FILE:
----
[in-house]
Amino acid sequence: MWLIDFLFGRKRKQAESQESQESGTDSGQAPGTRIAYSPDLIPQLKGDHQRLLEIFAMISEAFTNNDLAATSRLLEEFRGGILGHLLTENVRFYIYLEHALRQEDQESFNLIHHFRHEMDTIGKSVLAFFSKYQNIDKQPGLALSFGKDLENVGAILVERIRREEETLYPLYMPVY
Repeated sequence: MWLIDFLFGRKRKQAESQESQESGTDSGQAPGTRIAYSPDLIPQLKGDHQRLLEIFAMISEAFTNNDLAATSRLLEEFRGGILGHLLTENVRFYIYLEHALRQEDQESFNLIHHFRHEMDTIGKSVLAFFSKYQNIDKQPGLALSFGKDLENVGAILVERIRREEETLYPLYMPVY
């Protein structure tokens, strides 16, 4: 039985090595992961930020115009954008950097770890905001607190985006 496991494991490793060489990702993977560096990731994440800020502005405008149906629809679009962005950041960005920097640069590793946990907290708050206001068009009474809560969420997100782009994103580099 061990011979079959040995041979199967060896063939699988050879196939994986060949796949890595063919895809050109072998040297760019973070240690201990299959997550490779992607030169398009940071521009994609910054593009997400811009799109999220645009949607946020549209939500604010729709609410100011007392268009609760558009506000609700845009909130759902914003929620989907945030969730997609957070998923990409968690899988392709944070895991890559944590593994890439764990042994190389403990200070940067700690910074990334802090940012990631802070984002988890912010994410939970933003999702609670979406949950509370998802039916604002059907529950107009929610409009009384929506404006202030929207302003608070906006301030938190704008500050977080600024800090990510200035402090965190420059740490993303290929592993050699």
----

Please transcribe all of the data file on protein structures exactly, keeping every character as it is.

[in-house]
Amino acid sequence: MWLIDFLFGRKRKQAESQESQESGTDSGQAPGTRIAYSPDLIPQLKGDHQRLLEIFAMISEAFTNNDLAATSRLLEEFRGGILGHLLTENVRFYIYLEHALRQEDQESFNLIHHFRHEMDTIGKSVLAFFSKYQNIDKQPGLALSFGKDLENVGAILVERIRREEETLYPLYMPVY
Repeated sequence: MWLIDFLFGRKRKQAESQESQESGTDSGQAPGTRIAYSPDLIPQLKGDHQRLLEIFAMISEAFTNNDLAATSRLLEEFRGGILGHLLTENVRFYIYLEHALRQEDQESFNLIHHFRHEMDTIGKSVLAFFSKYQNIDKQPGLALSFGKDLENVGAILVERIRREEETLYPLYMPVY
């Protein structure tokens, strides 16, 4: 039985090595992961930020115009954008950097770890905001607190985006 496991494991490793060489990702993977560096990731994440800020502005405008149906629809679009962005950041960005920097640069590793946990907290708050206001068009009474809560969420997100782009994103580099 061990011979079959040995041979199967060896063939699988050879196939994986060949796949890595063919895809050109072998040297760019973070240690201990299959997550490779992607030169398009940071521009994609910054593009997400811009799109999220645009949607946020549209939500604010729709609410100011007392268009609760558009506000609700845009909130759902914003929620989907945030969730997609957070998923990409968690899988392709944070895991890559944590593994890439764990042994190389403990200070940067700690910074990334802090940012990631802070984002988890912010994410939970933003999702609670979406949950509370998802039916604002059907529950107009929610409009009384929506404006202030929207302003608070906006301030938190704008500050977080600024800090990510200035402090965190420059740490993303290929592993050699």